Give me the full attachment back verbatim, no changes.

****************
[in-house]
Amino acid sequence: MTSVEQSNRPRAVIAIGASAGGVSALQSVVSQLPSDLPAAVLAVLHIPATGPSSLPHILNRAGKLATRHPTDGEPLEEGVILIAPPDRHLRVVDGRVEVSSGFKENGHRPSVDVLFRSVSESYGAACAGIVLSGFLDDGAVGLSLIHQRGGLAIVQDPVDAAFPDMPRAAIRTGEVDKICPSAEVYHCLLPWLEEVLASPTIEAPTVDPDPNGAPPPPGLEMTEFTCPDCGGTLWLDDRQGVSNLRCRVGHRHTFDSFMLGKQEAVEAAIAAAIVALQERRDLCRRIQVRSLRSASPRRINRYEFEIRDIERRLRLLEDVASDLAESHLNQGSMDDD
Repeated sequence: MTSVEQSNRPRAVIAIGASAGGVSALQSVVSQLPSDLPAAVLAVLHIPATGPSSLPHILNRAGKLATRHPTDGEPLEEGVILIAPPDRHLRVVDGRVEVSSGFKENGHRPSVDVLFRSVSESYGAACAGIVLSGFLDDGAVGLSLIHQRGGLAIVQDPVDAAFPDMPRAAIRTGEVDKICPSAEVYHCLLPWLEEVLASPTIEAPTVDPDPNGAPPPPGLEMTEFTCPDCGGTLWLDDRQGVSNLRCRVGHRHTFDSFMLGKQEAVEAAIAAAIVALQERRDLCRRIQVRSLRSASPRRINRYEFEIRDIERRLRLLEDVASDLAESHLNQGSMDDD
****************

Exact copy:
[in-house]
Amino acid sequence: MTSVEQSNRPRAVIAIGASAGGVSALQSVVSQLPSDLPAAVLAVLHIPATGPSSLPHILNRAGKLATRHPTDGEPLEEGVILIAPPDRHLRVVDGRVEVSSGFKENGHRPSVDVLFRSVSESYGAACAGIVLSGFLDDGAVGLSLIHQRGGLAIVQDPVDAAFPDMPRAAIRTGEVDKICPSAEVYHCLLPWLEEVLASPTIEAPTVDPDPNGAPPPPGLEMTEFTCPDCGGTLWLDDRQGVSNLRCRVGHRHTFDSFMLGKQEAVEAAIAAAIVALQERRDLCRRIQVRSLRSASPRRINRYEFEIRDIERRLRLLEDVASDLAESHLNQGSMDDD
Repeated sequence: MTSVEQSNRPRAVIAIGASAGGVSALQSVVSQLPSDLPAAVLAVLHIPATGPSSLPHILNRAGKLATRHPTDGEPLEEGVILIAPPDRHLRVVDGRVEVSSGFKENGHRPSVDVLFRSVSESYGAACAGIVLSGFLDDGAVGLSLIHQRGGLAIVQDPVDAAFPDMPRAAIRTGEVDKICPSAEVYHCLLPWLEEVLASPTIEAPTVDPDPNGAPPPPGLEMTEFTCPDCGGTLWLDDRQGVSNLRCRVGHRHTFDSFMLGKQEAVEAAIAAAIVALQERRDLCRRIQVRSLRSASPRRINRYEFEIRDIERRLRLLEDVASDLAESHLNQGSMDDD